The importance of conch in the Bahamas and Exuma cannot be overstated. Conch is ingrained deeply in the local culture. From conch festivals to conch-cracking competitions, the love is real. So much love in fact, that the Queen conch is even on the Bahamian coat of arms.
Unfortunately, research finds that the queen conch is slowly dying out.
Conch In Exuma
Exuma has a close connection to conch and this data. Exuma Cays Land and Sea Park is a marine protected area, but even though the conch here are well protected their still in danger. Exuma also has multiple restaurants famous for conch dishes and has a booming conch diving tour industry.
Causes of Decline
Wondering just how important conch is to The Bahamas? Well, conch meat plans an important part of the Bahamian economy with the country exporting close to $3.3 million a year. That’s not even including domestic consumption or the use of conch shells.
This ever-increasing demand has led to overfishing, a major cause for the conch decline.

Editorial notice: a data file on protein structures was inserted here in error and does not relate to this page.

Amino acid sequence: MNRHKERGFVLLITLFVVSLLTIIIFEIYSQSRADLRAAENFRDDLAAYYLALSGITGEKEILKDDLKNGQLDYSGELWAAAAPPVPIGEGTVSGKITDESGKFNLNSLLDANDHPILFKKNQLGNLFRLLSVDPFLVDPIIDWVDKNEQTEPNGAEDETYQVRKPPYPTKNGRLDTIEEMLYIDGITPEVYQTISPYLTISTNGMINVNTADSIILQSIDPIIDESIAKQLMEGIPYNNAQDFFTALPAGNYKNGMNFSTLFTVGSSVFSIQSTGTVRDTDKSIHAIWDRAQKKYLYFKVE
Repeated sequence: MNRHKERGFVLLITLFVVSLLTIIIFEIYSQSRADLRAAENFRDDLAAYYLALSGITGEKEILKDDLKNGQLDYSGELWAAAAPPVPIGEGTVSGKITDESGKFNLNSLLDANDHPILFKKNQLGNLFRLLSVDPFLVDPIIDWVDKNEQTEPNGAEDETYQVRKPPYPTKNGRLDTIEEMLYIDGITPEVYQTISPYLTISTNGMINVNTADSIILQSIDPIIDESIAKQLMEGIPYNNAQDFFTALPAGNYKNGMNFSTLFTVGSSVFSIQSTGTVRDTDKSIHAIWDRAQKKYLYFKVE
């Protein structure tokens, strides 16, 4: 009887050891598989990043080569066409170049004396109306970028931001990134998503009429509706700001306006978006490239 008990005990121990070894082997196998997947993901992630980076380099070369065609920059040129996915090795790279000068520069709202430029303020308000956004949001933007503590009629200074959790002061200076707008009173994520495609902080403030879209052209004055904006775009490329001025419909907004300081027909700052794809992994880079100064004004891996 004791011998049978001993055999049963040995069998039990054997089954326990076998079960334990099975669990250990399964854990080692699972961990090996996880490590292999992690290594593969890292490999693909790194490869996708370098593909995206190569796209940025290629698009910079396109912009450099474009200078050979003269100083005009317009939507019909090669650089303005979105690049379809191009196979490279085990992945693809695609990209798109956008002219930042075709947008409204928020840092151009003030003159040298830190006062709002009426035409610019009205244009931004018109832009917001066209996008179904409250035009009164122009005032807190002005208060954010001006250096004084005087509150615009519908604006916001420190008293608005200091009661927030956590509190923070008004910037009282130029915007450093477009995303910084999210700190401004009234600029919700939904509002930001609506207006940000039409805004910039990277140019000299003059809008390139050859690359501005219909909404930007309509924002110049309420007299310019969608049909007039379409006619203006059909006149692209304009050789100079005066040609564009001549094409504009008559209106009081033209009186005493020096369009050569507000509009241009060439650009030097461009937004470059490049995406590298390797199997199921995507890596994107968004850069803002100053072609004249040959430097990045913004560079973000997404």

Part of the problem also lies in conch’s mating and life cycle. While Exuma Cay Land and Sea Park has a very large adult conch population, there are very few juveniles, meaning once the current generation dies, there isn’t any left to breed and repopulate.
While the park is protected, conch egg and larvae travel more freely through the waters. Natural predators and fishing mean that these young conchs never make it to protected waters to continue growing and repopulating and the ones produced in the park can easily leave the protected zone.
Locals should be worried. Scientists have clearly stated that the queen conch population in the Bahamas “is near collapse”.
Once a conch fishery collapse it’s difficult to recover. Especially since it takes close to 30 years for conch to reach sexual maturity and begin to repopulate.
Without conch, the Bahamas would take a huge economic blow. Not only does the country heavily export it, domestic sales are also high, and conch diving and meals are a huge draw for tourists.
As is often the case, the fate of the Bahamas queen conch population will ultimately depend on the action, or inaction, or the local government.